Great Expectations

Great Expectations


Charles Dickens

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Great Expectations: Book 2, Chapter 36 Summary & Analysis

Pip comes of age (turns 21) and is called to Mr. Jaggers' office. Expecting to be told the name of his patron, Pip is surprised when Mr. Jaggers points out that Pip is deeply in debt and gives him a five hundred pound bank note. Pip will now receive this annual sum to manage his own expenses rather than drawing allowances from Wemmick. He tells Pip that his patron's identity is still a secret.
The new arrangement gives Pip more independence, but it's unclear whether he has developed enough judgment to use that independence responsibly.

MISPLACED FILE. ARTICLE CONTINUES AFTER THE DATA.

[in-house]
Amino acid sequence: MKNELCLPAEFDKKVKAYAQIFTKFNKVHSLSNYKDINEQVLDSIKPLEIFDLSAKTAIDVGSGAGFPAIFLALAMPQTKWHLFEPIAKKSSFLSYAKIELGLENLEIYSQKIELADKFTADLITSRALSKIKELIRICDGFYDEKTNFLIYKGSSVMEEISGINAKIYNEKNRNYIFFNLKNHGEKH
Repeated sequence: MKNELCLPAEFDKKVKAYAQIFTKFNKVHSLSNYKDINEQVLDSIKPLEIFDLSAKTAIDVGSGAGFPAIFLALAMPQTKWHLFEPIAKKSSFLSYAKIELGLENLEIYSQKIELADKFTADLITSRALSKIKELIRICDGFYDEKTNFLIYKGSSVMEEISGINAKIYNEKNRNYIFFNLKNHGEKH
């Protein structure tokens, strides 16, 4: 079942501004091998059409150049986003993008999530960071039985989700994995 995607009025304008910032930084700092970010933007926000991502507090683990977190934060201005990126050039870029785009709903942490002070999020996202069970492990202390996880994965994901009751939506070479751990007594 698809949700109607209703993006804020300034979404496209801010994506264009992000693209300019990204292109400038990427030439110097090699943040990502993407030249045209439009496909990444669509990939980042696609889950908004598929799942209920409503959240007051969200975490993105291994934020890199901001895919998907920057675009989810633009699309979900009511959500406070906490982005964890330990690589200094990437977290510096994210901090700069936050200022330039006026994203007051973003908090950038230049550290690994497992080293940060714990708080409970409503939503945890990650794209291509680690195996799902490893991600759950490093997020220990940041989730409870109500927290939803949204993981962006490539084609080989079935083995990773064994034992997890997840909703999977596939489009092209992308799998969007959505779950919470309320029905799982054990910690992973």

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In the outer office, Pip privately proposes to Wemmick that Pip invest money in Herbert's career. Wemmick objects vehemently to Pip's proposal, telling Pip never to invest "portable property" in a friend. When questioned, he tells Pip this is his "opinion in this office." Pip tells Wemmick he is going to visit him at Walworth to hear Wemmick's Walworth opinion.
Pip's proposal is extremely generous. Wemmick upholds his professional reputation by giving him a business-minded opinion at the office. To get Wemmick's advice as a friend, Pip must go to Walworth.
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